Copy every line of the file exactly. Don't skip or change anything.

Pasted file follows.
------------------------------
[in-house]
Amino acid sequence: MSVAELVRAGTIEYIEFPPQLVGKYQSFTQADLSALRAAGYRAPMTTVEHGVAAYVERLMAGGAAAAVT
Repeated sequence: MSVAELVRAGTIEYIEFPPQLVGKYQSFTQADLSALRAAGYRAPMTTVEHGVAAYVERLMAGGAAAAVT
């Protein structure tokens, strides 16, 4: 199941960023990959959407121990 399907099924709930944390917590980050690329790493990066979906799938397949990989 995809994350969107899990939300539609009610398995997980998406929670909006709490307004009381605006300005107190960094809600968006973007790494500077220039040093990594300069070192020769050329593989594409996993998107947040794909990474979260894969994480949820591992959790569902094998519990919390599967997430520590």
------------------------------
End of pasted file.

[in-house]
Amino acid sequence: MSVAELVRAGTIEYIEFPPQLVGKYQSFTQADLSALRAAGYRAPMTTVEHGVAAYVERLMAGGAAAAVT
Repeated sequence: MSVAELVRAGTIEYIEFPPQLVGKYQSFTQADLSALRAAGYRAPMTTVEHGVAAYVERLMAGGAAAAVT
């Protein structure tokens, strides 16, 4: 199941960023990959959407121990 399907099924709930944390917590980050690329790493990066979906799938397949990989 995809994350969107899990939300539609009610398995997980998406929670909006709490307004009381605006300005107190960094809600968006973007790494500077220039040093990594300069070192020769050329593989594409996993998107947040794909990474979260894969994480949820591992959790569902094998519990919390599967997430520590």